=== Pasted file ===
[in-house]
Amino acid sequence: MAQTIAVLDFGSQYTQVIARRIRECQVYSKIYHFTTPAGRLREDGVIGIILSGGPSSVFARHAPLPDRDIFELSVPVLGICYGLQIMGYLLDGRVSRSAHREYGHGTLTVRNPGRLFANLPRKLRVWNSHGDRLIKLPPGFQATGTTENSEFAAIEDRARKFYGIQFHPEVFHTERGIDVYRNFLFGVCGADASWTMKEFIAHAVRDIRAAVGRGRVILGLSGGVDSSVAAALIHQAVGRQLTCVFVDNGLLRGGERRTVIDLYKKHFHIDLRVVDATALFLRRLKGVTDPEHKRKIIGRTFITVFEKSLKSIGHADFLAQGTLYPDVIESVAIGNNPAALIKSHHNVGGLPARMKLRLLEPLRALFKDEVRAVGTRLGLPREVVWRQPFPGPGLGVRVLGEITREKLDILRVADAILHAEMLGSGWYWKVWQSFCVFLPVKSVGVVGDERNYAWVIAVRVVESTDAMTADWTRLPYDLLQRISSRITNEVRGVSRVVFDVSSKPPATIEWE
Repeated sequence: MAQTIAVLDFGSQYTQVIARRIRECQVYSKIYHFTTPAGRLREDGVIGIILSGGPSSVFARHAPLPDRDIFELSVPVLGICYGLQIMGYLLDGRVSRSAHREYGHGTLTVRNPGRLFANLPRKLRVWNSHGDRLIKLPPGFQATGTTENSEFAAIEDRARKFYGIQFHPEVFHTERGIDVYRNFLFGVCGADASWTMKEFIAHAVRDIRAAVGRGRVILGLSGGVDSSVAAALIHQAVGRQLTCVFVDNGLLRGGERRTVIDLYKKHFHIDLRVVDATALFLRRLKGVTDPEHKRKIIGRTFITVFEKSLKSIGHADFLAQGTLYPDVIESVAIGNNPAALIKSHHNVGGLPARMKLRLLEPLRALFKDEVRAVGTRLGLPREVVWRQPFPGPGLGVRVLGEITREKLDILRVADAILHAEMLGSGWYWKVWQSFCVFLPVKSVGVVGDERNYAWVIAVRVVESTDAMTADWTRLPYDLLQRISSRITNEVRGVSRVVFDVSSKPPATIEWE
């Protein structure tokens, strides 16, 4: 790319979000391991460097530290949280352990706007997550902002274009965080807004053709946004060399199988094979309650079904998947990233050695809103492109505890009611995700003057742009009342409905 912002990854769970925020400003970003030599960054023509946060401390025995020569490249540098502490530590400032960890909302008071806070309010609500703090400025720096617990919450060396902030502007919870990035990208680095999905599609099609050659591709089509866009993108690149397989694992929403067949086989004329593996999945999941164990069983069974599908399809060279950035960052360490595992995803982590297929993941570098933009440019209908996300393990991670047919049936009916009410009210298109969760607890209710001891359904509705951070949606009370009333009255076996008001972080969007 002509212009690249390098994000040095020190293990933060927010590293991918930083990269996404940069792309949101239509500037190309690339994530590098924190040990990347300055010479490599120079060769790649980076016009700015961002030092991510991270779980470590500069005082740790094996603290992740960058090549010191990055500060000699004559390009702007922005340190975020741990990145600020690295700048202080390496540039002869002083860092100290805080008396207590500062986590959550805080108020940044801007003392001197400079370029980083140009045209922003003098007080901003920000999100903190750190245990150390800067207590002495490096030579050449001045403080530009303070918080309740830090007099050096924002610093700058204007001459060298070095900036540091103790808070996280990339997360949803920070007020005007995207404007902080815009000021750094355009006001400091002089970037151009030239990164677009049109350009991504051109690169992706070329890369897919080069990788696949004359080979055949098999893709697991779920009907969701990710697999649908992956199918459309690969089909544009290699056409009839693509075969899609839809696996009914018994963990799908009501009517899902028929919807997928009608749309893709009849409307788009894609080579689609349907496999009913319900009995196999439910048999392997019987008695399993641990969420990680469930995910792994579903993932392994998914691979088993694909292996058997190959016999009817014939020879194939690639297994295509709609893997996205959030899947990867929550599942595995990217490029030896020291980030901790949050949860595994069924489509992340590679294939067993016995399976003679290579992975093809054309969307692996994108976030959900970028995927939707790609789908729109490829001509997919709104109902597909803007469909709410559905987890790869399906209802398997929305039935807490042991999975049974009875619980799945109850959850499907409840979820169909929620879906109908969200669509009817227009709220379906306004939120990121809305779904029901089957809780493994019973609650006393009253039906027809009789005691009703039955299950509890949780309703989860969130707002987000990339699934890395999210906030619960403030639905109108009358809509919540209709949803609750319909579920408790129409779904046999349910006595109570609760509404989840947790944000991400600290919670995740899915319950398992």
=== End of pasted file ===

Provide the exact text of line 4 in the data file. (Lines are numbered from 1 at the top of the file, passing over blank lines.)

């Protein structure tokens, strides 16, 4: 790319979000391991460097530290949280352990706007997550902002274009965080807004053709946004060399199988094979309650079904998947990233050695809103492109505890009611995700003057742009009342409905 912002990854769970925020400003970003030599960054023509946060401390025995020569490249540098502490530590400032960890909302008071806070309010609500703090400025720096617990919450060396902030502007919870990035990208680095999905599609099609050659591709089509866009993108690149397989694992929403067949086989004329593996999945999941164990069983069974599908399809060279950035960052360490595992995803982590297929993941570098933009440019209908996300393990991670047919049936009916009410009210298109969760607890209710001891359904509705951070949606009370009333009255076996008001972080969007 002509212009690249390098994000040095020190293990933060927010590293991918930083990269996404940069792309949101239509500037190309690339994530590098924190040990990347300055010479490599120079060769790649980076016009700015961002030092991510991270779980470590500069005082740790094996603290992740960058090549010191990055500060000699004559390009702007922005340190975020741990990145600020690295700048202080390496540039002869002083860092100290805080008396207590500062986590959550805080108020940044801007003392001197400079370029980083140009045209922003003098007080901003920000999100903190750190245990150390800067207590002495490096030579050449001045403080530009303070918080309740830090007099050096924002610093700058204007001459060298070095900036540091103790808070996280990339997360949803920070007020005007995207404007902080815009000021750094355009006001400091002089970037151009030239990164677009049109350009991504051109690169992706070329890369897919080069990788696949004359080979055949098999893709697991779920009907969701990710697999649908992956199918459309690969089909544009290699056409009839693509075969899609839809696996009914018994963990799908009501009517899902028929919807997928009608749309893709009849409307788009894609080579689609349907496999009913319900009995196999439910048999392997019987008695399993641990969420990680469930995910792994579903993932392994998914691979088993694909292996058997190959016999009817014939020879194939690639297994295509709609893997996205959030899947990867929550599942595995990217490029030896020291980030901790949050949860595994069924489509992340590679294939067993016995399976003679290579992975093809054309969307692996994108976030959900970028995927939707790609789908729109490829001509997919709104109902597909803007469909709410559905987890790869399906209802398997929305039935807490042991999975049974009875619980799945109850959850499907409840979820169909929620879906109908969200669509009817227009709220379906306004939120990121809305779904029901089957809780493994019973609650006393009253039906027809009789005691009703039955299950509890949780309703989860969130707002987000990339699934890395999210906030619960403030639905109108009358809509919540209709949803609750319909579920408790129409779904046999349910006595109570609760509404989840947790944000991400600290919670995740899915319950398992």